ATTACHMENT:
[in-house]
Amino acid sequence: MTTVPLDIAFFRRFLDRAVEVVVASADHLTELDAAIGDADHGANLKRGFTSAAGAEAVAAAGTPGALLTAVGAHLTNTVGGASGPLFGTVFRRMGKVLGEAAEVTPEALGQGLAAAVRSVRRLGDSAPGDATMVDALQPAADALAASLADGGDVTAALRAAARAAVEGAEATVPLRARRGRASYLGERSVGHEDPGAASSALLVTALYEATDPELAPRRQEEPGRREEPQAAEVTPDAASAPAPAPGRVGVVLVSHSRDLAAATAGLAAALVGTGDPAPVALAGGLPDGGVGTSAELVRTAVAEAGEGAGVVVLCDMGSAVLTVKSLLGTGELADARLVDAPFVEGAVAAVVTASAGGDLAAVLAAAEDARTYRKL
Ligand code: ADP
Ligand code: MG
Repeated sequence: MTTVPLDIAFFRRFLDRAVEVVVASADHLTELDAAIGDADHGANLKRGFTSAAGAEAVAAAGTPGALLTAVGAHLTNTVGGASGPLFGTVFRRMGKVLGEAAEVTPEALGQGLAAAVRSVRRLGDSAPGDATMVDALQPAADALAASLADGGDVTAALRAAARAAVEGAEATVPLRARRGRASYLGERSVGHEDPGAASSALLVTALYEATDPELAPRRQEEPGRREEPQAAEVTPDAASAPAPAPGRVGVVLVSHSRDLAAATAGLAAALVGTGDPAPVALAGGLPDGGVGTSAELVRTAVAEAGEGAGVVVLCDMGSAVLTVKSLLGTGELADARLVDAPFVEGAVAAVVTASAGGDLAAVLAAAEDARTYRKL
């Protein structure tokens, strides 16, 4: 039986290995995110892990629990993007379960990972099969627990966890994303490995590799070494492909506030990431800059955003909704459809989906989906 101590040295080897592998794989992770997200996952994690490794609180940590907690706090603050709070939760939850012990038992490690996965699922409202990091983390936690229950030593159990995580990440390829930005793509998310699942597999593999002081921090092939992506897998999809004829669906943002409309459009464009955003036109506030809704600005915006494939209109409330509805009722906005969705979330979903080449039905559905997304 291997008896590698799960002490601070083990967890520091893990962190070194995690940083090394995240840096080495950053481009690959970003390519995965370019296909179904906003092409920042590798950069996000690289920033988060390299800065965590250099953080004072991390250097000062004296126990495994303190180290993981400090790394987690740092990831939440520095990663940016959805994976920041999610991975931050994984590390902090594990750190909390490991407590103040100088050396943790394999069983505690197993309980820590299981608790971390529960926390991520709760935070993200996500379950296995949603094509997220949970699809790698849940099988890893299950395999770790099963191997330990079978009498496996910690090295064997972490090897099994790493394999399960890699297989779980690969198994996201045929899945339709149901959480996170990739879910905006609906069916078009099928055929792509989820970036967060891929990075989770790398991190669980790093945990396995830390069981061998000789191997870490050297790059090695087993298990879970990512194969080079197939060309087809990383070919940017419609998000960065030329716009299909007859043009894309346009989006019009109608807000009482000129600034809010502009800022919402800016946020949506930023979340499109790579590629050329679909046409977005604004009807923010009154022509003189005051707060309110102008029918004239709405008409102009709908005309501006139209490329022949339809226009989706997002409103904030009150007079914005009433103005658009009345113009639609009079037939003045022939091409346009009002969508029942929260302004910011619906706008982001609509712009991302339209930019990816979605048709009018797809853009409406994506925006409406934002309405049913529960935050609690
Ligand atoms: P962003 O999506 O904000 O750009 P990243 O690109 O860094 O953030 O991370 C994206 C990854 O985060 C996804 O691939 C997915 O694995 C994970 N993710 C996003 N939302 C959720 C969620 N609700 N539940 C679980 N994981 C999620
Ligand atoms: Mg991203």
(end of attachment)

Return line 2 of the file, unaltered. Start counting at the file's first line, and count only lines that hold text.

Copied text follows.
Amino acid sequence: MTTVPLDIAFFRRFLDRAVEVVVASADHLTELDAAIGDADHGANLKRGFTSAAGAEAVAAAGTPGALLTAVGAHLTNTVGGASGPLFGTVFRRMGKVLGEAAEVTPEALGQGLAAAVRSVRRLGDSAPGDATMVDALQPAADALAASLADGGDVTAALRAAARAAVEGAEATVPLRARRGRASYLGERSVGHEDPGAASSALLVTALYEATDPELAPRRQEEPGRREEPQAAEVTPDAASAPAPAPGRVGVVLVSHSRDLAAATAGLAAALVGTGDPAPVALAGGLPDGGVGTSAELVRTAVAEAGEGAGVVVLCDMGSAVLTVKSLLGTGELADARLVDAPFVEGAVAAVVTASAGGDLAAVLAAAEDARTYRKL